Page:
Origin of rodent
Examples from the Web for rodent
She paints the current rodent situation as more than a foul inconvenience, and one that is a particular blight on poorer areas.
Or once in a while the rodent will spread infection by biting causing a disease called, chillingly enough, rat bite fever.
It happens now and then that a rodent animal meets with an accident and breaks off one of its front teeth.The Animal World, A Book of Natural History|Theodore Wood
The rodent city was a glowing expanse of shallow, crystalline domes, set among odd, scrub trees and bushes.The Eternal Wall|Raymond Zinke Gallun
Powell let his jaw drop slack and open, and stiffened his body in imitation of the stupor the rodent drug victims had shown.Devil Crystals of Arret|Hal K. Wells
Each trap that had held a rodent had been turned upside down so that the door had opened.Mammals of the San Gabriel Mountains of California|Terry A. Vaughan
I started to pull out the smaller drawer very carefully so that the rodent should not make his escape.The Flying Bo'sun|Arthur Mason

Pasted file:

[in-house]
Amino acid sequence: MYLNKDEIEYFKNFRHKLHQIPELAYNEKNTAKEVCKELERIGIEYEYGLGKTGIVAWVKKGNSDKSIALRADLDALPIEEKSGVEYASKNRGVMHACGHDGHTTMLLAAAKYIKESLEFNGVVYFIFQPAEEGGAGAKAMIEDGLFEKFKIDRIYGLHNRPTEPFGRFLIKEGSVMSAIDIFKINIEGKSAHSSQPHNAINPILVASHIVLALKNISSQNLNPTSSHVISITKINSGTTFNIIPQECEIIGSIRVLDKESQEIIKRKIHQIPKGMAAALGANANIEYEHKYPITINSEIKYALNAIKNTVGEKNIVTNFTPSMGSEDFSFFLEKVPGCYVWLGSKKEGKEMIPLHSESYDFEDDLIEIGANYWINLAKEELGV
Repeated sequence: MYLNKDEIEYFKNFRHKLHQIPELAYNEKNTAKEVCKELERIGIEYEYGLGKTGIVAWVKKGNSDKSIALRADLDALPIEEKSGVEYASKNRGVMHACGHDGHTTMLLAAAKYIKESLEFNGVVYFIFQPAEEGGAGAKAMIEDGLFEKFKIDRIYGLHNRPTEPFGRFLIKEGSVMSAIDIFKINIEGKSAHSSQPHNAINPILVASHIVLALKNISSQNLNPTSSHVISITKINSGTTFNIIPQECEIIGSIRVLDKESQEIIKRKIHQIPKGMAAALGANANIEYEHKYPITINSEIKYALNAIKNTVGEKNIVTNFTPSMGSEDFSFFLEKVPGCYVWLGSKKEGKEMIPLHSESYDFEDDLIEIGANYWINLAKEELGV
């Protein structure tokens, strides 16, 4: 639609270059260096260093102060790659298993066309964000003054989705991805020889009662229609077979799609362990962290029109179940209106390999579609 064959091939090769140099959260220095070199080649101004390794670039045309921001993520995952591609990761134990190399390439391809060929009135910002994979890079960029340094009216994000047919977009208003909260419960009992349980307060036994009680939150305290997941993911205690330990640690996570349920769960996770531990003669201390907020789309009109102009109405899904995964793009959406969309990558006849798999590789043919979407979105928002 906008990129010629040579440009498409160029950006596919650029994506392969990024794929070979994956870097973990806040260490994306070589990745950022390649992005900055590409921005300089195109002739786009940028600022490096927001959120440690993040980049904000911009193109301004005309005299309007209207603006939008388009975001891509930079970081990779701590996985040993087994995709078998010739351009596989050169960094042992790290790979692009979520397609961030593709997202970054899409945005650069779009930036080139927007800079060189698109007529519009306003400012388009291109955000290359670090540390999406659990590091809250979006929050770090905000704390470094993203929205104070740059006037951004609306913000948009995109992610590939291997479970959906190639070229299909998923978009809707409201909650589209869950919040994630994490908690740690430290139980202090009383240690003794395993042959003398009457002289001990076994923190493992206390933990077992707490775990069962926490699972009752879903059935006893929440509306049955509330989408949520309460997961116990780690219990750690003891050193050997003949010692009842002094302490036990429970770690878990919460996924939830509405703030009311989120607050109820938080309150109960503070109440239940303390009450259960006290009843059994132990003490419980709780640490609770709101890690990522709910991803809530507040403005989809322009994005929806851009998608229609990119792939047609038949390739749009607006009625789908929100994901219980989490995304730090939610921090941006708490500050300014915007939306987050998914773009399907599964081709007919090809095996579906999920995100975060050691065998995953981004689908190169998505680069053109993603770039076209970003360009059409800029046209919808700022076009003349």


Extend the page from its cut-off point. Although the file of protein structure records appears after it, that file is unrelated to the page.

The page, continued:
British Dictionary definitions for rodent
- any of the relatively small placental mammals that constitute the order Rodentia, having constantly growing incisor teeth specialized for gnawing. The group includes porcupines, rats, mice, squirrels, marmots, etc
- (as modifier)rodent characteristics
Word Origin for rodent
Word Origin and History for rodent
1835 (as an adjective 1833), from Modern Latin Rodentia, the order name, from Latin rodentem (nominative rodens), present participle of rodere "to gnaw, eat away," from PIE root *red- "to scrape, scratch, gnaw" (cf. Sanskrit radati "scrapes, gnaws," radanah "tooth;" Latin radere "to scrape;" Welsh rhathu "scrape, polish"). Uncertain connection to Old English rætt (see rat (n.)).